Bruce, the problem with your argument that "Democrats are responsible for 9 out of 10 child rapes" is a “lie” is that the word “RESPONSIBLE” is a legal determination. It isn’t a matter of being “true” or “false” but rather accepted as a political matter. In the US we generally don’t hold specifics political policies to be responsible for volitional criminal acts, but as a rhetorical flourish someone can say that ANY policy is “responsible” for any volitional act. However, to my knowledge, no criminal defendant has avoided criminal punishment by saying that “Democrats” are responsible for their actions.
Grits, Yo you said, “Is there no requirement any longer for political commentary to have ANY connection to reality?”
You misunderstand the issue. Politics creates its own reality. To me, it only becomes offensive when people involved in talking to the little people start misstating positions in briefs or a court’s opinion. But, when it come to broad analysis of societal trends, there simply isn’t a “reality” to lie about.
Posted by: S.cotus | Oct 29, 2008 2:42:56 PM
"You misunderstand the issue. Politics creates its own reality. ... But, when it come to broad analysis of societal trends, there simply isn’t a “reality” to lie about."
This is one of the sanest things I have read on the forums on this blog. Politics isn't a battle over the truth, no more than the courtroom is a battle over the law. Both are battles over who gets to determine what the truth is. This, and nothing more, is what I mean when I refer to democracy as a means of dispute resolution.
Kent's situation is that he believes, or at least he wants others to believe, that there is some universal and objective thing called the "rule of law" and that to the extent some policy or legal judgment deviates from that standard some harm has been done to the rule of law or to justice. I think that's nonsense. I don't believe that there is an universal and objective thing called the rule of law or justice. Or, to be clear, if there is such a thing, it is not within the human condition to either understand and/or implement that rule. So whether an objective rule of law doesn't exist or whether it is simply beyond our ken, the pragmatic result is the same. Everyone has their own individual truth; politics just is the method we use to determine social reality. And that social reality just is what determines the rule of law.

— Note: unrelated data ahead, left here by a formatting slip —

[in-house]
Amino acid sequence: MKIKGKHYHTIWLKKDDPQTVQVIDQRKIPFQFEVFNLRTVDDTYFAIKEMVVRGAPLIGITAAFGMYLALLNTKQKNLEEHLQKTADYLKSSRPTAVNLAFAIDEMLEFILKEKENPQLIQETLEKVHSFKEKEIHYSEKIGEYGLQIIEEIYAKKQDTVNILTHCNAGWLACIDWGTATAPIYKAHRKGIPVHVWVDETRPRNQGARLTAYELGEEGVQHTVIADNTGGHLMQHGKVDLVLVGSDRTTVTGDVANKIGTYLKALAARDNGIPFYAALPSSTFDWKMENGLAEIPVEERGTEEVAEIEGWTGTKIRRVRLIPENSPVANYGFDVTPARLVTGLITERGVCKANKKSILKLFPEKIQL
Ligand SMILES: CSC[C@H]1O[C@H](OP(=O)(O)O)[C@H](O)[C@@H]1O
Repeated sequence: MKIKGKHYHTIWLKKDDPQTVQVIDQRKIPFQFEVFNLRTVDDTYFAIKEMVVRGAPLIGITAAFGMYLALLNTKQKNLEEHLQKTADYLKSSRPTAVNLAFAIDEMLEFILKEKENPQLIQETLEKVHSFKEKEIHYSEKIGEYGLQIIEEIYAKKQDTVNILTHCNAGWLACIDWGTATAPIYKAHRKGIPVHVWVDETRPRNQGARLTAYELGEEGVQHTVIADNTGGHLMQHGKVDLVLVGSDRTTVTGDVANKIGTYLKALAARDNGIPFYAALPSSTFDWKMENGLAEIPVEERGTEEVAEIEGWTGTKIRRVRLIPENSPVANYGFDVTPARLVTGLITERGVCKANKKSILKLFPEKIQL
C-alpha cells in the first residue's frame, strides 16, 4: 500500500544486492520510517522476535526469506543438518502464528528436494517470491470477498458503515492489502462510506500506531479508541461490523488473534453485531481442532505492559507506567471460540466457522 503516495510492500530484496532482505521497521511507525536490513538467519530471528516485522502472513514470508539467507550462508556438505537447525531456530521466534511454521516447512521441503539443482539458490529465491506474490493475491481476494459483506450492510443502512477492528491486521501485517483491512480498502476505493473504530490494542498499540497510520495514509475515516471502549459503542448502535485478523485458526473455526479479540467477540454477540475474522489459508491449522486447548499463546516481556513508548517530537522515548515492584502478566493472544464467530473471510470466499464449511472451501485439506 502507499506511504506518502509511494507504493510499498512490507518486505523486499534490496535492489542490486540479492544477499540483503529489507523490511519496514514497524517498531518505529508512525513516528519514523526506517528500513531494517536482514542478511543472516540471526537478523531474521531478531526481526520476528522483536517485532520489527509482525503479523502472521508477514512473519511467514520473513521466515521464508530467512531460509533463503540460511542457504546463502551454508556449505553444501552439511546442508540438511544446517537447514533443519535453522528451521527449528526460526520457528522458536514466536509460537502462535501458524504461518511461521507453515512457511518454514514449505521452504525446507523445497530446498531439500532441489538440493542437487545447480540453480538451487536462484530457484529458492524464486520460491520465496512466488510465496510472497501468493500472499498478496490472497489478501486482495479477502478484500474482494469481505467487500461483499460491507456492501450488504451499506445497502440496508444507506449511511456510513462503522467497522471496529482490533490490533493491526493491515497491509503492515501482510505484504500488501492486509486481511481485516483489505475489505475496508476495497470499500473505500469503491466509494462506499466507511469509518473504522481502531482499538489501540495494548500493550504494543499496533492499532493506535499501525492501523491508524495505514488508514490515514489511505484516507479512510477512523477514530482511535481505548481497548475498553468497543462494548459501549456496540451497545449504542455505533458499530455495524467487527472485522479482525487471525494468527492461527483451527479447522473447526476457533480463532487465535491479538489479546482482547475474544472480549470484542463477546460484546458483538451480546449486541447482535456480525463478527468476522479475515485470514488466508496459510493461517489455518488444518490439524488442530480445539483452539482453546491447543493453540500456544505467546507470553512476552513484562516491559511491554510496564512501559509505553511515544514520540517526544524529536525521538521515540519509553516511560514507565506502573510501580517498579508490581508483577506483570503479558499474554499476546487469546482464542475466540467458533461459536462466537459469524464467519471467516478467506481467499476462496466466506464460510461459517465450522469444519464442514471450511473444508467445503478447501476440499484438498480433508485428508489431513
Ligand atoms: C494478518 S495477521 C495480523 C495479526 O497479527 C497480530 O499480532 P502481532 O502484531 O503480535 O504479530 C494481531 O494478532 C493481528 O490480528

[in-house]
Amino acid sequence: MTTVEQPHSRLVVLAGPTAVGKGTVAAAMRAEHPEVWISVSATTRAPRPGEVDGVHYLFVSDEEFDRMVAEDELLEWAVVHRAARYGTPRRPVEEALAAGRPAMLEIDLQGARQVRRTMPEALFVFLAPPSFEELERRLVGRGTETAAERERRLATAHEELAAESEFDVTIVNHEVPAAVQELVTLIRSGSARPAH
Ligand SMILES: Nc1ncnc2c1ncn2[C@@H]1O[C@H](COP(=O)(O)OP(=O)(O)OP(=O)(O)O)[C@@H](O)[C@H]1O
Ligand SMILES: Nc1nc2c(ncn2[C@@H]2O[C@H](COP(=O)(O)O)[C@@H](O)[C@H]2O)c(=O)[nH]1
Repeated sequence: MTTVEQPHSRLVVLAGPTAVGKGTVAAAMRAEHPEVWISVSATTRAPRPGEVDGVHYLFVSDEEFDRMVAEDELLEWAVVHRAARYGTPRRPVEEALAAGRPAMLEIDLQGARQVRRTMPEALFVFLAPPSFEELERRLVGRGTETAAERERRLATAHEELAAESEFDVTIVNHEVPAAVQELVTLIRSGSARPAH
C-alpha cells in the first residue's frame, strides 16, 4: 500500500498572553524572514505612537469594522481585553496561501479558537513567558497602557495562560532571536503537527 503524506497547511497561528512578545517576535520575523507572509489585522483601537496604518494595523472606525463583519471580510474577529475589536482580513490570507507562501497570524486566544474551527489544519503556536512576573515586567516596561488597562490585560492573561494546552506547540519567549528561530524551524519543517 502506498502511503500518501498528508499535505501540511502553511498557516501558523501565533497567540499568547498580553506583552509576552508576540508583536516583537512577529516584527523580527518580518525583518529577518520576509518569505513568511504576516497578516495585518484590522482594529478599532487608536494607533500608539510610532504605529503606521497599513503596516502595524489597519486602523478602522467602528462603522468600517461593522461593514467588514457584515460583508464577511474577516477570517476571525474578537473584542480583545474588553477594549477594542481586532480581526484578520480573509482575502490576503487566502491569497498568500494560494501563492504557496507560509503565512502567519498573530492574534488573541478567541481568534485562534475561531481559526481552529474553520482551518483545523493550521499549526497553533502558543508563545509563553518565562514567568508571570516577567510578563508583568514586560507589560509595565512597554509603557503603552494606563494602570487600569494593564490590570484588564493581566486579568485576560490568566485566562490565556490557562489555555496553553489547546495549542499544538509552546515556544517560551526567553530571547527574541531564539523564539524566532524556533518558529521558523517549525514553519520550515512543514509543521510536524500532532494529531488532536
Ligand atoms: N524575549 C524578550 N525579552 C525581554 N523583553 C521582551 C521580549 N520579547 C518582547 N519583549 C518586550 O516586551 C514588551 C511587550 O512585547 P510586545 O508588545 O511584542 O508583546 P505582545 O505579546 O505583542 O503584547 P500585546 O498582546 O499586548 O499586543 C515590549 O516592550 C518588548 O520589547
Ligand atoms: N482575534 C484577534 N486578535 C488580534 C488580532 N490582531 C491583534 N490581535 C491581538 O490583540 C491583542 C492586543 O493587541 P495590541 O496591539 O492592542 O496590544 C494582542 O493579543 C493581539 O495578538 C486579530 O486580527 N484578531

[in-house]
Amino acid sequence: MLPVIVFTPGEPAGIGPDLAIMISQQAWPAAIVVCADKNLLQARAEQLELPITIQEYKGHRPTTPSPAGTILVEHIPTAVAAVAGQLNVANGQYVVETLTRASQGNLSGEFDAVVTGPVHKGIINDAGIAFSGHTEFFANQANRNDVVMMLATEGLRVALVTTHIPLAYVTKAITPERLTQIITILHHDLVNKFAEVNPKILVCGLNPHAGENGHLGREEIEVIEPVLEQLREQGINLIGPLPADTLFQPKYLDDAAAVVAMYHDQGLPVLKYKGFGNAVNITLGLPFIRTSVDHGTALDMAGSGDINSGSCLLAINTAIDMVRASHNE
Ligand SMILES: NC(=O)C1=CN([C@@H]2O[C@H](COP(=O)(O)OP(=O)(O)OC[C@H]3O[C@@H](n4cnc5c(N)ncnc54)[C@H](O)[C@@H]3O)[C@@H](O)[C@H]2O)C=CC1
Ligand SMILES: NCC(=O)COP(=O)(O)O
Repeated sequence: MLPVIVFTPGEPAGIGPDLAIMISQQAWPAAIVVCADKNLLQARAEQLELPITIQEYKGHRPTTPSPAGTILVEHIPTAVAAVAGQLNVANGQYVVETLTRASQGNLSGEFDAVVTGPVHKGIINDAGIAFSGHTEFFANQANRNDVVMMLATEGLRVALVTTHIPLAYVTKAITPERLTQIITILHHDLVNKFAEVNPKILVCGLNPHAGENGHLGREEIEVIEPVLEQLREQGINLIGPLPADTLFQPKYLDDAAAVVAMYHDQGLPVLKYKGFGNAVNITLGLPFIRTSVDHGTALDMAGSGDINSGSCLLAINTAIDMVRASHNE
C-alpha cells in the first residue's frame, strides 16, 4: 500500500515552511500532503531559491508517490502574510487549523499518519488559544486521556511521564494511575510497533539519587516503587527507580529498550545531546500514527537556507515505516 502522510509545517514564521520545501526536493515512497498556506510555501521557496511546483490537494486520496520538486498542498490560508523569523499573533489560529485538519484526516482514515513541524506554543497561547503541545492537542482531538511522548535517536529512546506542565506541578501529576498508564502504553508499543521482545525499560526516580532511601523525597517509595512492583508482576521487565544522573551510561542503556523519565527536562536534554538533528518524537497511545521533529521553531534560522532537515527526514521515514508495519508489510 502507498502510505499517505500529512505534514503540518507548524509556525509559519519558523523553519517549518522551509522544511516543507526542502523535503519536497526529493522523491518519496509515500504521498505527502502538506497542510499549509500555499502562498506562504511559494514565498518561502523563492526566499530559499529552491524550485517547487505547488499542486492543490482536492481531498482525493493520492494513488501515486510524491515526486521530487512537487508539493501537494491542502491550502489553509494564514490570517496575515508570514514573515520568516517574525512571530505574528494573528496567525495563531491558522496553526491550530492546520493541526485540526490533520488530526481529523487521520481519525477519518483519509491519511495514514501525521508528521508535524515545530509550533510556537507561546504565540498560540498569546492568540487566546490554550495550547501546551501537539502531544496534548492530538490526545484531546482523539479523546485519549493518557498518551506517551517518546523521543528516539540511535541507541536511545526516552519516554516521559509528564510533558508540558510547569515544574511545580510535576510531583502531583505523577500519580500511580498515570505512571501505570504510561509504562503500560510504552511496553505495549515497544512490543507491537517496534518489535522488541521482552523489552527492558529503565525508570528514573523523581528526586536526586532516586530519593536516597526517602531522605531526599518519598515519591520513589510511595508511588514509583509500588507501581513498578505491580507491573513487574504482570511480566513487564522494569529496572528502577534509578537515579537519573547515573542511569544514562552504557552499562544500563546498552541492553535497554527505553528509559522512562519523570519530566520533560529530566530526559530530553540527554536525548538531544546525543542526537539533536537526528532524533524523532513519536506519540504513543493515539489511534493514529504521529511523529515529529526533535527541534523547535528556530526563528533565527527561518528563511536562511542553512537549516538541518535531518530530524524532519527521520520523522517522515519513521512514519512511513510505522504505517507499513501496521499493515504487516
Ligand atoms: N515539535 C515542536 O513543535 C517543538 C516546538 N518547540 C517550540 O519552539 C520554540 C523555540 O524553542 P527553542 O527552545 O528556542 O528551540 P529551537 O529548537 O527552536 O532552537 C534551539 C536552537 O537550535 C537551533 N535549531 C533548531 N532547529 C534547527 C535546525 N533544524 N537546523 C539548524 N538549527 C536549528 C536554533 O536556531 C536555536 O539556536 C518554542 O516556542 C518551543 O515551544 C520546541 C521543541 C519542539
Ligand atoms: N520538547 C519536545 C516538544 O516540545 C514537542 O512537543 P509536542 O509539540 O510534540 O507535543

Posted by: Daniel | Oct 29, 2008 3:17:49 PM
by "responsible" I mean what the politicans who say such things mean. But-for causation. According to McCain, criminals will not be released onto the streets to rape your children but for the impending election of Obama/Democrats.
I don't mean responsible in a proximate cause, tort law, legal formalism sense (I don't mean it at all, i'm using a model quote from people with whom I disagree as an example).
Posted by: BruceM | Oct 29, 2008 8:17:16 PM
"when it come to broad analysis of societal trends, there simply isn’t a “reality” to lie about."
The question that statement referred to was whether Obama would abolish the death penalty. In fact, he supports his expansion.
I appreciate Daniel's Humpty Dumpty-ish lesson political rhetoric, but sometimes there is a touchstone reality just as there are frequently demonstrable lies. Claiming Obama wants to abolish capital punishment falls in the latter category. That's different from a "broad analysis of societal trends"
Posted by: Gritsforbreakfast | Oct 30, 2008 7:37:23 AM